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State v. Foye

Decided: March 2, 1973.


Labrecque, Kolovsky and Matthews.

Per Curiam

Defendant James Ellis Foye was indicted jointly with John Edward Turner for the February 8, 1970 felony murder of Wanda Edwards. N.J.S.A. 2A:113-1. At a separate trial he was convicted of murder in the first degree and sentenced to life imprisonment. N.J.S.A. 2A:113-4.

Wanda, who was 14 years old, was last seen alive at approximately 8:30 P.M. on February 8, 1970. Her body was found in the back of an abandoned truck in a vacant lot in Jersey City on February 21, 1970. An autopsy revealed four stab wounds in the anterior chest wall which were the immediate cause of death. She also had sustained a moderate amount of subarachnoid brain hemorrhage. Her slacks had been torn in the seat and crotch, and her body yielded physical evidence that someone had had sexual intercourse with her shortly before her death.

The victim had attended a sorority meeting at about 6 P.M. on February 8 and had been expected to return home by 8 P.M. At about 8:30 P.M., when last seen alive, she was walking towards her home. When she failed to arrive, and a search of the neighborhood was unsuccessful, the police were notified.

Wanda knew the defendant. He had taken her and her sister to a Newark drive-in on one occasion, and on another occasion had taken them shopping. He had also given her a radio. On the evening of February 8, he, accompanied by Turner, had given her sister a ride to the bus stop. En route she had mentioned to them that she was looking for Wanda.

In a statement given to the police defendant related that on the night of Wanda's disappearance her sister had told him and Turner that Wanda would be coming home from a sorority meeting, and they had waited for Wanda to come home in order to ask her "to have sex with them." He stated: "We just took a chance to see if she would be alone. We had discussed between us whether we should ask her if she would or not. We had thought about it for a few days." They waited until Wanda came down the street, he called her over, and she accepted his invitation to take a ride in his car. The three of them rode around for some time until they arrived at 95 Colden Street where they stopped and he and Wanda got out and urinated. Turner then came over and "fondled" Wanda, and when she started to scream Turner cut off her scream by placing his arm around her neck and stabbing her four times. Turner told him he did so because he saw a "cop coming on a motorcycle." He used a hunting knife that belonged to defendant and was kept in his car over the sun visor. They then threw her body into the truck, Turner wiped the knife off with a rag, and they drove away.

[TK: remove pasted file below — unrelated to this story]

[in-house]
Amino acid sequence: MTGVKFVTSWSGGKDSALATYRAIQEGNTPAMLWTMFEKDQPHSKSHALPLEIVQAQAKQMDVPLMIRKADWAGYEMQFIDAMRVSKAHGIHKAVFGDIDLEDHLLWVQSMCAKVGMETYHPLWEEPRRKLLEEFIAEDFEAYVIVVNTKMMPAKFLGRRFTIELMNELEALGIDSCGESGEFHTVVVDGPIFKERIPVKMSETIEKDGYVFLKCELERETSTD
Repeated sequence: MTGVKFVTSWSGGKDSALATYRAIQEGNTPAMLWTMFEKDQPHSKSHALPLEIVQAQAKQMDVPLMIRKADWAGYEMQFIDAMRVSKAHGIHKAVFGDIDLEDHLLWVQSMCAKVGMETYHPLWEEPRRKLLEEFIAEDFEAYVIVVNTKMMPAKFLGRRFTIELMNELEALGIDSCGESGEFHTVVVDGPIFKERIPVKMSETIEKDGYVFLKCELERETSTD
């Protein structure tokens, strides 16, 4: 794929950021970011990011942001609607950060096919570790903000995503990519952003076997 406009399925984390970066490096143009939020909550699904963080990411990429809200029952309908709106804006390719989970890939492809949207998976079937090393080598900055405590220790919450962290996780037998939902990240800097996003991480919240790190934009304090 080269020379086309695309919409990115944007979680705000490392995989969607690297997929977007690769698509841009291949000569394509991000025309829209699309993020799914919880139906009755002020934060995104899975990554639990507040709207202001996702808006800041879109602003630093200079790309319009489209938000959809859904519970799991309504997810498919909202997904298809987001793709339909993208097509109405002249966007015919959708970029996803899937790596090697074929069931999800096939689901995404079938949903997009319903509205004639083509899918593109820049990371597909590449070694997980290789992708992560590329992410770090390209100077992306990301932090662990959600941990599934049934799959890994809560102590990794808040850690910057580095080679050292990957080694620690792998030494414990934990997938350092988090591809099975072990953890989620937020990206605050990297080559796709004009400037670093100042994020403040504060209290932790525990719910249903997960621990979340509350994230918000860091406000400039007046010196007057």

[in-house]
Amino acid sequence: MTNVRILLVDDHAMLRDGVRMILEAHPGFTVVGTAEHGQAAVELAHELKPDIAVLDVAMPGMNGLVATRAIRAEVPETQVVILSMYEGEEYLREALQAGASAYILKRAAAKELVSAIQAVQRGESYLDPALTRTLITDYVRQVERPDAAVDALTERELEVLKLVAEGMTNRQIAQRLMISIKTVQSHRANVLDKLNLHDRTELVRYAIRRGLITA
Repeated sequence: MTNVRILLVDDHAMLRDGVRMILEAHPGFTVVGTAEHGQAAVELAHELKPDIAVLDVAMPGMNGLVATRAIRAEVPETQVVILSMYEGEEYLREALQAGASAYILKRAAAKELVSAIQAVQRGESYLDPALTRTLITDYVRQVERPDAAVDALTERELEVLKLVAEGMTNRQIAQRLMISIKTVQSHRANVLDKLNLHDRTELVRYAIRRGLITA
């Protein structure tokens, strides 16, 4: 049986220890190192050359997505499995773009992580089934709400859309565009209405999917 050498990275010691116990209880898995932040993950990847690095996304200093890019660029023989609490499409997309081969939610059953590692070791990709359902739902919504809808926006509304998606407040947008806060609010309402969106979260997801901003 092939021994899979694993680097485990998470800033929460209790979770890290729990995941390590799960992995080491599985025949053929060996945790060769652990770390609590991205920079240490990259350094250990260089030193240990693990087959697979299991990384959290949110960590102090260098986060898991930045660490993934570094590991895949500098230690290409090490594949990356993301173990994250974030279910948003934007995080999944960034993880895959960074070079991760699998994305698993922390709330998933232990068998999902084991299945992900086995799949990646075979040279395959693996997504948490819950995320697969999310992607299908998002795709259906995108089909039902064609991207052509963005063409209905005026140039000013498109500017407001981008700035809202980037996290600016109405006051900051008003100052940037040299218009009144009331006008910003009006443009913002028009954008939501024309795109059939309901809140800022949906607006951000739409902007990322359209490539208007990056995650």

Defendant was picked up on February 24, 1970 and detained for possession of a dangerous weapon (a knife) which was found in his car. Later he was questioned about the

murder and at 9:15 P.M. he signed a paper indicating that he had been advised of his Miranda rights, that he understood them, that he wished to consult with his attorney, and did not wish to make a statement. At 4:45 A.M. on February 25 he signed another statement giving his version of the killing in which he indicated that he was familiar with his Miranda rights and waived his right to an attorney. This inculpatory statement constituted the keystone of the State's case.

By his first and second points defendant challenges the admission of his statement into evidence upon the ground that it was obtained from him in violation of his right to counsel, that he did not waive such right, and that, in any event, it was involuntary.

The trial judge held a voir dire hearing out of the presence of the jury before ruling on the admissibility of the statement. The State adduced testimony that defendant had been initially arrested at approximately 4:30 P.M. on February 24 when he approached his car, which the police suspected had been involved in the murder. When they found what they considered a dangerous knife above the sun visor he was taken into custody and booked at the station house on that charge. When later, in response to a police inquiry, defendant stated that he wished to consult with his attorney, he was permitted to make a phone call. Instead of calling an attorney he called his wife, informed her of his arrest, and instructed her to call Goldstaub, his (then and present) attorney. The latter failed to appear and there was no further contact between defendant and his wife or the attorney.

While he was still in police custody, and without advising him that he was also a suspect in the homicide, one of the detectives inquired whether he knew a girl by the name of Wanda Edwards. In response defendant answered that he did know her and followed up by saying, "If you have any idea that I'm involved in the murder, I ...

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